This allows for the development of a form of tribalism that protects against internal scrutiny and can allow entire departments, even entire medical specialties, to engage in practices that would be considered unethical to the outside world but, given how widespread they are, are then described as “cultural.” But not all unethical behaviour is embedded within, and therefore blameable upon, a culture. Sometimes inaction from the medical profession after patients are harmed is the result of a rational and self-interested decision.

The medical profession’s inaction

Even a cursory examination of public inquiries and high-profile medicolegal cases reveals how often doctors have been aware that harm was being inflicted on patients but took little or no action to expose it. Other staff, such as nurses, physiotherapists, and administrators may have been aware. Nevertheless, doctors are best placed to decipher the obfuscatory language used to smokescreen questionable practices, and along with their higher incomes, they enjoy a more privileged social standing and have a codified duty to speak up courtesy of the General Medical Council (GMC).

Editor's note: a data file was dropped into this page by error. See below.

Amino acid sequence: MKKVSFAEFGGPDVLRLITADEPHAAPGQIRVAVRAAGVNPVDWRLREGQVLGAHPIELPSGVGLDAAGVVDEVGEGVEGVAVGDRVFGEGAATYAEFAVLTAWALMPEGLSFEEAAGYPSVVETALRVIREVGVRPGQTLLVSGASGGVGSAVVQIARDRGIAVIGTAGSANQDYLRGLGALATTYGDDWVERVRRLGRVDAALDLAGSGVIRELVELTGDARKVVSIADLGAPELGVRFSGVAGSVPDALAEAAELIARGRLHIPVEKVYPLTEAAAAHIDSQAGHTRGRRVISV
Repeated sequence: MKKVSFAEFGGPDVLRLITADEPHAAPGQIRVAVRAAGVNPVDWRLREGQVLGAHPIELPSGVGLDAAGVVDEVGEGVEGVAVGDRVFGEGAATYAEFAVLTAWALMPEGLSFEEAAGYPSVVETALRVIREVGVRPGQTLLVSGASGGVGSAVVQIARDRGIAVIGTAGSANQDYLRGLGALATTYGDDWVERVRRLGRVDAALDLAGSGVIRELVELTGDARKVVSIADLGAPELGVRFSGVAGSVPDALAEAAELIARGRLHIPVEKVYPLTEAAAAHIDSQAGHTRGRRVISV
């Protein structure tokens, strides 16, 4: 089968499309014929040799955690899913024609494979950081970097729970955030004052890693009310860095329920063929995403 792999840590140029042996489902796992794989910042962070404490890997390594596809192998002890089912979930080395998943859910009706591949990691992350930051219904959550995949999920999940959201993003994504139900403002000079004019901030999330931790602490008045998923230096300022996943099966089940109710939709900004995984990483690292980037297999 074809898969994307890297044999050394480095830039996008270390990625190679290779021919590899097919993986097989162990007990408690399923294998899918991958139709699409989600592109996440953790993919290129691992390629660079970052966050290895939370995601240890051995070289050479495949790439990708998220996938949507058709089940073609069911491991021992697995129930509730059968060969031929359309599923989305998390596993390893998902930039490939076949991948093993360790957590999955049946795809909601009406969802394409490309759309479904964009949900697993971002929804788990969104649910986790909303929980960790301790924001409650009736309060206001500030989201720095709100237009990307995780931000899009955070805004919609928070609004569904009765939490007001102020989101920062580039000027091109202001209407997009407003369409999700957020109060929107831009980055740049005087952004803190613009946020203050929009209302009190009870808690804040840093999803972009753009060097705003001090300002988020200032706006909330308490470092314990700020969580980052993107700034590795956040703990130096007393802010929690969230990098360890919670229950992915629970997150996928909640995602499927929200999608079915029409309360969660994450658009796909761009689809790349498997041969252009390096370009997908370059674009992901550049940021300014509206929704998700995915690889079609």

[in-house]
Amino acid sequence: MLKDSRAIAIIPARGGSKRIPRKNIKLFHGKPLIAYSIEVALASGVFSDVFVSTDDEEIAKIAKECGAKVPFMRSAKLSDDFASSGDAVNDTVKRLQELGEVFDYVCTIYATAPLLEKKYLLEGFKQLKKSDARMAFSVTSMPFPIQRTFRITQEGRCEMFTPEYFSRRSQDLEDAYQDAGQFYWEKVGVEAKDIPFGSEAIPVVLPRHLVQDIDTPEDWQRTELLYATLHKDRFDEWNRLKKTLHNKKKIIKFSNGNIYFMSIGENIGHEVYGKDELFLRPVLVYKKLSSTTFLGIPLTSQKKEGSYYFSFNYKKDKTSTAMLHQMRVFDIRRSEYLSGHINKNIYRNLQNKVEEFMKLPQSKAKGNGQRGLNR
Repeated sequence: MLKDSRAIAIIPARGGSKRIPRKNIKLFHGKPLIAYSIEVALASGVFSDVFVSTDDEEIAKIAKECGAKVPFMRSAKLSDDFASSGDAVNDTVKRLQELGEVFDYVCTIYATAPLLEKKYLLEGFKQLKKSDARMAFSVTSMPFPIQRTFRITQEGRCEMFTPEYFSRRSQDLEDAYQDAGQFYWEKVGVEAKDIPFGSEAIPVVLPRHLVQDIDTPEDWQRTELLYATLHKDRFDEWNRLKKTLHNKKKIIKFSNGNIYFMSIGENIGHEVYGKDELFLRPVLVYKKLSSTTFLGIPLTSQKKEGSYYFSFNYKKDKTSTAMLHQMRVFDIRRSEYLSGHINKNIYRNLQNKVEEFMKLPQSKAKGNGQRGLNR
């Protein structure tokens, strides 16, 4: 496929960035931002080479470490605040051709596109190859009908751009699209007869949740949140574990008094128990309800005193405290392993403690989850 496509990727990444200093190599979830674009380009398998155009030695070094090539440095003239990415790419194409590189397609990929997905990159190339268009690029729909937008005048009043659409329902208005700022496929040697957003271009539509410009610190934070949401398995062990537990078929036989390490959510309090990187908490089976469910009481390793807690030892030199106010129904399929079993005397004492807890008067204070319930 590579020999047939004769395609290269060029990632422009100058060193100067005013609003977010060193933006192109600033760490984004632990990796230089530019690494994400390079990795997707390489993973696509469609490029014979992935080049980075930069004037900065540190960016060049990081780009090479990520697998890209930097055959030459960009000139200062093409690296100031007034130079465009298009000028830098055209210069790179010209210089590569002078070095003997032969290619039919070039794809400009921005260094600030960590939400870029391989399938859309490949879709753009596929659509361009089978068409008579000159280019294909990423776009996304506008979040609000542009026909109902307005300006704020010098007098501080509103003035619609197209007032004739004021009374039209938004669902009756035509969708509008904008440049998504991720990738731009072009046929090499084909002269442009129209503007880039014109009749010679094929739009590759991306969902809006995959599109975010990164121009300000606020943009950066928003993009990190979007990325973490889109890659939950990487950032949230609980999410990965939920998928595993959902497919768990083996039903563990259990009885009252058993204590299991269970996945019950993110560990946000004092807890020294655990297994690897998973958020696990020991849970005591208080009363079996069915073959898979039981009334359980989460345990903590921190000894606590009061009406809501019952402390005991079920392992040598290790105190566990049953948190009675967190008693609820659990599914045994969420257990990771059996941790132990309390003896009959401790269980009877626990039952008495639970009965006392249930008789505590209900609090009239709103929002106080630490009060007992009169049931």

The profession’s track record on speaking up is poor, even so. The British serial killer Harold Shipman was generally respected by his medical colleagues until Sally Reynolds, a GP who had been working in the local area for just a few months, pursued an investigation into his murders. The anaesthetist Stephen Bolsin was singular in raising concerns about the high death rates within the Bristol paediatric cardiothoracic department and paid the price by being unable to find employment in the UK after those concerns were vindicated. The Mid-Staffordshire Inquiry Report exposed poor nursing and medical care that caused several hundred deaths—it makes for depressing reading, not least because so few medical staff raised the alarm. One such death was that of Gillian Astbury, a 66-year-old diabetic lady who died after a 10-day admission with hyperglycaemia due to insufficient insulin. A nurse lost her licence to practise due to a failure to check and administer Gillian’s glucose control. Yet, even though no medical notes were recorded on several days and there was no evidence that the fatal diagnosis was considered prior to her death, no doctor was held similarly accountable.